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Memories of the 28th Century

The Art Of Murder

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There was a thread on another forum that I follow about killing a character in a book and getting away with it. The character in question was a musician in popular music, so my first thought was a drug overdose. Then I realized that there are many ways to do that same thing. Some of the methods are as relatively easy, while some are difficult and even messier.

We all know the old standards, loose stones on the castle walls, leaky flues, and such. But some of the most interesting became more difficult in the mid 1800’s, when a test for vegetable alkaloids was devised. That didn’t mean an end of vegetable alkaloids as instruments for murder, but it made detection and prosecution more likely. That didn’t touch the old standby of accidental poisoning, at all. It is still possible to feed someone nightshade berries. Other members of the nightshade family are also toxic; although the toxins are often in less succulent seeming parts, such as the leaves, stems, and so on of tomatoes and potatoes. A wide variety of edible plants have parts that are toxic, especially seeds. Among these are apples, cherries, peaches, almonds, etc. the seeds of which contain a cyanogenic glycosides that are quite toxic; although one would have to eat quite a few seeds to receive a fatal does, the quantity would be reasonable maybe a cup to the fatal dose. Rhubarb leaves have potentially fatal amounts of oxalic acid in their leaves, but other sources claim that there isn’t enough in a quantity that someone would be likely to eat, and the leaves would not taste very good. One that I didn’t know about is the kidney bean, which contains phytohaemagglutinin, a lectin. The beans must be heated to above boiling point of water for more than ten minutes to destroy the compound. Other beans, including soy beans, also contain toxins, but most contain so little that it can be ignored, except for soy beans that are toxic enough to kill someone who ate the beans raw.

I started looking into this in regard to a murder mystery that I was thinking of writing. I finally decided to use nicotine, which is extremely toxic, but consuming a toxic by accident would be difficult because it is so powerful at lower doses. Interestingly, murder by nicotine was what spurred a clever chemist to devise a test for detecting plant alkaloids in the human body, and . . . well read the account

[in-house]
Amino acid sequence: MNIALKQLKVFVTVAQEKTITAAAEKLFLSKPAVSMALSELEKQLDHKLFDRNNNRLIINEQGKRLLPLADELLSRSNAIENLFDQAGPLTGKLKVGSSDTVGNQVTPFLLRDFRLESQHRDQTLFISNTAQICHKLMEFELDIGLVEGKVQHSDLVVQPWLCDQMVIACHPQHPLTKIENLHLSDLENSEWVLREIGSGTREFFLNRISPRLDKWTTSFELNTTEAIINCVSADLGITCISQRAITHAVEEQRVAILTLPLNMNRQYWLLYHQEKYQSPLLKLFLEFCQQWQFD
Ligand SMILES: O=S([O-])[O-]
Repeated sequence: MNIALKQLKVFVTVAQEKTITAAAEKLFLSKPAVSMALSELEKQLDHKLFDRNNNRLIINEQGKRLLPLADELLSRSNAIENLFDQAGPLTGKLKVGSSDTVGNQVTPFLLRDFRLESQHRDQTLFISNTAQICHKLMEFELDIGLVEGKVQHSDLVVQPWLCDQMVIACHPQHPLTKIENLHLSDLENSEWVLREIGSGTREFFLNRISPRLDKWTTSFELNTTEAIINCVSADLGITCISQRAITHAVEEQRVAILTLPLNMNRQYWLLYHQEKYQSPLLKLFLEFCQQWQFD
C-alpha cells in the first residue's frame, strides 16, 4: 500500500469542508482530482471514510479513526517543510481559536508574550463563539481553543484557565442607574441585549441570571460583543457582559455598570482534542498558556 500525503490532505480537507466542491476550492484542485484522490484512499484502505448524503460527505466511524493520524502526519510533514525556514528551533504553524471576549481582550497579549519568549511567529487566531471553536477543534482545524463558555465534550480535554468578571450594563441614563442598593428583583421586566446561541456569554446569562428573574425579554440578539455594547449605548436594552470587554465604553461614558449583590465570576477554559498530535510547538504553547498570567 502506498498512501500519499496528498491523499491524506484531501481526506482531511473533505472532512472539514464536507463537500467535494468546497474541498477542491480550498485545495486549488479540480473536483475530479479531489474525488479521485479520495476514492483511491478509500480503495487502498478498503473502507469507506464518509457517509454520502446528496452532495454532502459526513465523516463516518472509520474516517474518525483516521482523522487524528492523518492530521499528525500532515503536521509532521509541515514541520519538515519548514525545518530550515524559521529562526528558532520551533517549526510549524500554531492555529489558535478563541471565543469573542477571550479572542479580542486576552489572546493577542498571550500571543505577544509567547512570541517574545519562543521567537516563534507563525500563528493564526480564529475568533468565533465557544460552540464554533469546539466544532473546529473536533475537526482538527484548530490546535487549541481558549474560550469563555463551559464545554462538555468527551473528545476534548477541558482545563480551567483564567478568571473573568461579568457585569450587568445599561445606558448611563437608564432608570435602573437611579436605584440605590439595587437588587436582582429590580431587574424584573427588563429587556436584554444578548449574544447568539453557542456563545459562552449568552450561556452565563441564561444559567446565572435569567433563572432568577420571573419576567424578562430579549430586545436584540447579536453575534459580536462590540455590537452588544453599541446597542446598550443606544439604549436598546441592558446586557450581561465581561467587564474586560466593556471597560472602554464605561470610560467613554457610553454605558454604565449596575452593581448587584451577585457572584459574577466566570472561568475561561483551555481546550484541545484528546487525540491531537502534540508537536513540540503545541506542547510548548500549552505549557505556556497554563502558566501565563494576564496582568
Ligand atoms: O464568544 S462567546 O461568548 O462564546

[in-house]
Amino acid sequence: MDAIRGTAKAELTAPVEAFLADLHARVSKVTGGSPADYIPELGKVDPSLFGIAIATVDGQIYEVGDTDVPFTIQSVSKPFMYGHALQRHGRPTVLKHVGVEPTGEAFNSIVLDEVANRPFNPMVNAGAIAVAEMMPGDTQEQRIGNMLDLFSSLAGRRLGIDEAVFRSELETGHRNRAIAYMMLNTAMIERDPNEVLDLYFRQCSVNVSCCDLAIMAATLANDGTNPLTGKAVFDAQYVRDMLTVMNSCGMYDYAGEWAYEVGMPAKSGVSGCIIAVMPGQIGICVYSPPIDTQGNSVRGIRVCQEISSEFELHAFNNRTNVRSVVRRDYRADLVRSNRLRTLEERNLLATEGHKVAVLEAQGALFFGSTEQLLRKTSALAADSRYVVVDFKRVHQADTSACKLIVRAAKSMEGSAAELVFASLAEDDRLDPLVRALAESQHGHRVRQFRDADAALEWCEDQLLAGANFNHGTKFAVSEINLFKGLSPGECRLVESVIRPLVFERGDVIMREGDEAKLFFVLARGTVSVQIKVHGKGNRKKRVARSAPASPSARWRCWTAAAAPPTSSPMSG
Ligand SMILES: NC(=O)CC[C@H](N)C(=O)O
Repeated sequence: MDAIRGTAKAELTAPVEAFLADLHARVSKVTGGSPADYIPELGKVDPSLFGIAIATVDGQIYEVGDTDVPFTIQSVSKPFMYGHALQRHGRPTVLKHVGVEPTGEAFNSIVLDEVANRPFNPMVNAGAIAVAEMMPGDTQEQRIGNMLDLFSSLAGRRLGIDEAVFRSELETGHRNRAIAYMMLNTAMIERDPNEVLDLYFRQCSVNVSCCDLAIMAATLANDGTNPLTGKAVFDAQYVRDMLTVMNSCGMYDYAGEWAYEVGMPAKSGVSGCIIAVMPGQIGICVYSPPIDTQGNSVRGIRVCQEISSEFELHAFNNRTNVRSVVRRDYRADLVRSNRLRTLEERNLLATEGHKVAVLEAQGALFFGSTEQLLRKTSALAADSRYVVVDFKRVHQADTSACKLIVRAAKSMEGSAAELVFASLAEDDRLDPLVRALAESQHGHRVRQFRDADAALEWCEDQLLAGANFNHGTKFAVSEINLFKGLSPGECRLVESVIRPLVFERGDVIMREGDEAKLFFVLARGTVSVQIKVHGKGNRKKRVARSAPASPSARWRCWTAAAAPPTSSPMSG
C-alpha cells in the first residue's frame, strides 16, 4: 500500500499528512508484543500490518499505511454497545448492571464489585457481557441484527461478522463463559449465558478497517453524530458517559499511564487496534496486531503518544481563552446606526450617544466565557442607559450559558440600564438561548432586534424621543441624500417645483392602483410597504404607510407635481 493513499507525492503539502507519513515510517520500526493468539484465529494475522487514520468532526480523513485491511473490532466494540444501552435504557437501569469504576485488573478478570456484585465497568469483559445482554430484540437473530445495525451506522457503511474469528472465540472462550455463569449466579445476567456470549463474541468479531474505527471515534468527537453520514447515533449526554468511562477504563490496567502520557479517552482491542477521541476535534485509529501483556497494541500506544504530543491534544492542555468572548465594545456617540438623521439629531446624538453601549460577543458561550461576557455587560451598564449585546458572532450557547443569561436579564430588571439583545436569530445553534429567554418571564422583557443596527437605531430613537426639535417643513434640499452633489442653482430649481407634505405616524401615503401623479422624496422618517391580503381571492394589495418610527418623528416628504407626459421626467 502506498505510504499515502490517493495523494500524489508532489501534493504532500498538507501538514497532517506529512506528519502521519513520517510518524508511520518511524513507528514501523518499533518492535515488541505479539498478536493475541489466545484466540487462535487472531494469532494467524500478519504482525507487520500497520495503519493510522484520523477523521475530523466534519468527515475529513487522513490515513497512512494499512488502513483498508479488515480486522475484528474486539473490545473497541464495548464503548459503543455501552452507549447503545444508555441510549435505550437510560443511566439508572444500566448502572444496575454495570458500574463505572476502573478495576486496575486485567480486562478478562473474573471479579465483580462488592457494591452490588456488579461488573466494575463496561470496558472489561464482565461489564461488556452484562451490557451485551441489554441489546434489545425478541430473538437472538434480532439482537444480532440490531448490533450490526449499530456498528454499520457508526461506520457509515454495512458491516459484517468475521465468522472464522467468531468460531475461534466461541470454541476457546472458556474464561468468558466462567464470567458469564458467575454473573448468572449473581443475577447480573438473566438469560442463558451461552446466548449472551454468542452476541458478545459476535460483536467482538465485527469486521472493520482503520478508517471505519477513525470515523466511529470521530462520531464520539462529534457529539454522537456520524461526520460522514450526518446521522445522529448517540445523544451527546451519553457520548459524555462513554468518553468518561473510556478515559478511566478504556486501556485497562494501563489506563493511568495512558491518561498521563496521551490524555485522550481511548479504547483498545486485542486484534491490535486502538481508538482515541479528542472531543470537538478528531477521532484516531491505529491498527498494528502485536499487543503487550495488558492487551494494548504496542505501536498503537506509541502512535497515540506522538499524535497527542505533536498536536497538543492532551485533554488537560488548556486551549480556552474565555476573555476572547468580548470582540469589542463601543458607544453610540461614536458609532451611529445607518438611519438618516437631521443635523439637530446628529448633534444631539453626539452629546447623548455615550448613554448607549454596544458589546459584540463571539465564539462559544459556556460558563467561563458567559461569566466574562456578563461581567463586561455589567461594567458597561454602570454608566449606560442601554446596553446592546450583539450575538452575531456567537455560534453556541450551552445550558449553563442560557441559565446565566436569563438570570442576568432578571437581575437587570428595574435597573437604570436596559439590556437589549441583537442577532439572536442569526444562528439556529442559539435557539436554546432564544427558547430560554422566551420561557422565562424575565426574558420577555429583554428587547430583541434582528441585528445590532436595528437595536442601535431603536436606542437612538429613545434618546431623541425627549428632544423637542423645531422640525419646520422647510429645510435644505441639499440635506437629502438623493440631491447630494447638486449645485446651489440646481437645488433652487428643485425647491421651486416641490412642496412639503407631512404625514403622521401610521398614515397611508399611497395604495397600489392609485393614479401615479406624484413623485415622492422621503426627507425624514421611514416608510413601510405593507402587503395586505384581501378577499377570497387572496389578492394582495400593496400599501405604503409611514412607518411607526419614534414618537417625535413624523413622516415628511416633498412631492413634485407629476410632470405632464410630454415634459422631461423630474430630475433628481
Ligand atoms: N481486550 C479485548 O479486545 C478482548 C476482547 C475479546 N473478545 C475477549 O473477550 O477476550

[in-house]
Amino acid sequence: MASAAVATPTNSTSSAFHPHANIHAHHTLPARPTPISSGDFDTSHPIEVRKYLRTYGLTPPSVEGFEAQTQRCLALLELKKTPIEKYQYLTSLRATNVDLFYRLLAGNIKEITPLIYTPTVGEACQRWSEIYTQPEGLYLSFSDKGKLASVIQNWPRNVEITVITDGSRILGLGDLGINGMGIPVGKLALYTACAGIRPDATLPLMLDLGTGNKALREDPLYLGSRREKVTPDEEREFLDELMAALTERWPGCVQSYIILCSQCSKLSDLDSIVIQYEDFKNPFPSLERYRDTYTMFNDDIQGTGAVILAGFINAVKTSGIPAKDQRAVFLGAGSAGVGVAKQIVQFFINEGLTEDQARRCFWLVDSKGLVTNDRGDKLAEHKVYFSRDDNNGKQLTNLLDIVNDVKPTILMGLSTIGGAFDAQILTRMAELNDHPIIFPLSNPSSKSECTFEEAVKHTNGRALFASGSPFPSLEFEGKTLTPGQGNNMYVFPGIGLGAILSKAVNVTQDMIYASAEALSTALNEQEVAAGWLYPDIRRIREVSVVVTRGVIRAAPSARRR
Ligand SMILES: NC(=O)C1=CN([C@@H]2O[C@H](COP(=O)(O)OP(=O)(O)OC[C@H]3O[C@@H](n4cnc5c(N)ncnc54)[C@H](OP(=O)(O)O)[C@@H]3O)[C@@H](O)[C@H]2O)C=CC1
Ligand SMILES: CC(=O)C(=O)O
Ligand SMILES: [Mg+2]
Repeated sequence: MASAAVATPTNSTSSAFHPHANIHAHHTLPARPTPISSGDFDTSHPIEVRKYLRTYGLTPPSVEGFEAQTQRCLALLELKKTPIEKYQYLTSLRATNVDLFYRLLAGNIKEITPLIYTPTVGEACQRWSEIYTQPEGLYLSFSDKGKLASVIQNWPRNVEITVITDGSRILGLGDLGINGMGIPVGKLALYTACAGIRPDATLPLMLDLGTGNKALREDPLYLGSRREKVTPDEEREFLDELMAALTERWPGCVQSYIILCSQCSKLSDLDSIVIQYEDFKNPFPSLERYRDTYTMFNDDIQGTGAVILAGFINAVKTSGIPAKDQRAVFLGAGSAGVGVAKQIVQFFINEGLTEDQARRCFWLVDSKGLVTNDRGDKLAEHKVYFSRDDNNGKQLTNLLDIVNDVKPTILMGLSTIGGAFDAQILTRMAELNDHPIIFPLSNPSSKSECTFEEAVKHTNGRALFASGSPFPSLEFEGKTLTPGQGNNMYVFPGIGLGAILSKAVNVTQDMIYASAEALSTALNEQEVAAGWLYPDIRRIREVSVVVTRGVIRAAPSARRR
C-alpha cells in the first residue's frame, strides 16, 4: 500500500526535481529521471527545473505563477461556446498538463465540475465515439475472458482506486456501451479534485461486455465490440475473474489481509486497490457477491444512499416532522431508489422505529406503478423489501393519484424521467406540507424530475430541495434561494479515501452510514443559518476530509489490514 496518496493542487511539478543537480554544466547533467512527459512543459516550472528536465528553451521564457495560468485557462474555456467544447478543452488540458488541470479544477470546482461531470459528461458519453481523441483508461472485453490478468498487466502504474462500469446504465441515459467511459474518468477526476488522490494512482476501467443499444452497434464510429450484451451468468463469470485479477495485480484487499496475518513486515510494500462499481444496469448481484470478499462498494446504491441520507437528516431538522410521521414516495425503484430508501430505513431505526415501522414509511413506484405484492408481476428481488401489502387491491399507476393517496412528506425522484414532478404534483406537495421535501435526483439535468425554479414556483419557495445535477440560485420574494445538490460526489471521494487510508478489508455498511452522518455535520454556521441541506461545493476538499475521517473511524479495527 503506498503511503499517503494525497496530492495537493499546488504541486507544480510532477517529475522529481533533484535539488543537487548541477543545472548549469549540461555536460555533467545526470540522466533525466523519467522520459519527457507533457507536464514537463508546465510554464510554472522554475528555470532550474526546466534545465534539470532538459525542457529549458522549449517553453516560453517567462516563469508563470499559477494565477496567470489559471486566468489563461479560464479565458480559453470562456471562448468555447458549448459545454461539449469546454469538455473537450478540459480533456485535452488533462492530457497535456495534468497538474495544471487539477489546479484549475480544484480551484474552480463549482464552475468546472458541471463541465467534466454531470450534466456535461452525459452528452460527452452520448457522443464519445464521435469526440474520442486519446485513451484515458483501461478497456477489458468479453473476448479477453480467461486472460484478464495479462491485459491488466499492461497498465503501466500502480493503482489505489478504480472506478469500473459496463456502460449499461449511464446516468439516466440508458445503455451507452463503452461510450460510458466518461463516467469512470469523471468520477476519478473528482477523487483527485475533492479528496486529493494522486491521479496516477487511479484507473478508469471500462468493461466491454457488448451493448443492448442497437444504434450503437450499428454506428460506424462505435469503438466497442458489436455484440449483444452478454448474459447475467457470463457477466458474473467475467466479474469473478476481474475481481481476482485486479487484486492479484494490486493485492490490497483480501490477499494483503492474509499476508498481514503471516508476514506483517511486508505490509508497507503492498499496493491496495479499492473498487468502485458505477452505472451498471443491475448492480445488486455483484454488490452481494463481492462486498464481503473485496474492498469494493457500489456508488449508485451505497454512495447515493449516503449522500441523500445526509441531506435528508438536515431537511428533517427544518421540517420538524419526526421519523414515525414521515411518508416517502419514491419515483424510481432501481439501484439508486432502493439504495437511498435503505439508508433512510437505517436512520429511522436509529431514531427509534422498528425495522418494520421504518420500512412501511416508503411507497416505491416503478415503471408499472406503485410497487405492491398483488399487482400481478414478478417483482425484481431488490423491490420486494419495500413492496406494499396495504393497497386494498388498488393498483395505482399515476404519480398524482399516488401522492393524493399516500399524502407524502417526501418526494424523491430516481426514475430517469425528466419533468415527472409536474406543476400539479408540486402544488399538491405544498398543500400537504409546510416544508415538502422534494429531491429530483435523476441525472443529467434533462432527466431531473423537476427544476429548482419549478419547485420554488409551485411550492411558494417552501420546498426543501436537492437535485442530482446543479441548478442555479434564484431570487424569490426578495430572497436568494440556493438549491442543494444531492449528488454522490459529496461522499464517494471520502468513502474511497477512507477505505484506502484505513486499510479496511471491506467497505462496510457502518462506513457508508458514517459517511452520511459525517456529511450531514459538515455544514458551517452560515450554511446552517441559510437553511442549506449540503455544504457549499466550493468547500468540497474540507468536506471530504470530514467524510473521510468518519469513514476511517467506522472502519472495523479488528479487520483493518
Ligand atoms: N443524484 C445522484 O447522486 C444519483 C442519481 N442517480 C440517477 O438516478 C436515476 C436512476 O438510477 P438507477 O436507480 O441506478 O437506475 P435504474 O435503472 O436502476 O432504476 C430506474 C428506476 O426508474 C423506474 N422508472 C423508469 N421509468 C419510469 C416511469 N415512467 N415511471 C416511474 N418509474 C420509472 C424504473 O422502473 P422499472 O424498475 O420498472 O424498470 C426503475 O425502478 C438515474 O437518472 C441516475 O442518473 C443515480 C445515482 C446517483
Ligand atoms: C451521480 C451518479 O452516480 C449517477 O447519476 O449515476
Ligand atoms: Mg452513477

Deadly nightshade is still grown as an ornamental plant; a friend of mine had some growing around her house, even though she knows what it could do. And people have died from eating the delicious looking berries. Black nightshade is equally toxic, but it is thought that some varieties are edible, and that tomatoes were derived from Black Nightshade. I remember a comment on a TV show. “But everyone thought they looked like tomatoes,” but it was just a teaser meant to help show that character as someone who wasn’t safe in the kitchen, or anywhere else.

There are some other plants that are well suited for poisoning, because they also look like they should be edible. Pokeweed is one example, because it has lovely berries, and the roots are similar to horseradish, but according to authorities the roots cannot be made edible, and all parts of the plant should be regarded as toxic; although it is alleged that some parts of the plant can be made edible if treated properly. (See link below) Here’s a site that discusses poke salad and eating the roots.
I recommend that readers avoid pokeweed, unless they are contemplating murder, but parts of the plant probably are safe at certain times. That ‘sometimes edible’ bit would make this an excellent plot device in a murder mystery. A character could say with a straight face that it was perfectly safe to eat and tell the truth according to what he may have known at the time, but pseudo- information might have been provided.

There are many other plants that might be used as poisons. Some look the part, while others, like the fruits and vegetables, seem so innocent. Most medicinal plants are toxic to some degree; remember castor oil, belladonna, mandrake, and so on.

If anyone asks, then I am just writing about cautions that must be taken while preparing food and about ideas for murder mysteries. But remember that just because some people eat it or eat something like it doesn’t mean that it is safe to eat. And if I offer you a dish made from poke weed and apple seeds, then you should discover an appointment elsewhere.

Online database of poisonous plants that seems to have an extremely broad definition of toxic

Another online list


  1. Dark Muse's Avatar
    *Takes notes and begins plans to host dinner party*
  2. PeterL's Avatar
    Yes, it's one of those things where the more one looks the more one finds. This little article just scratched the surface, but nicotine is a good starting place.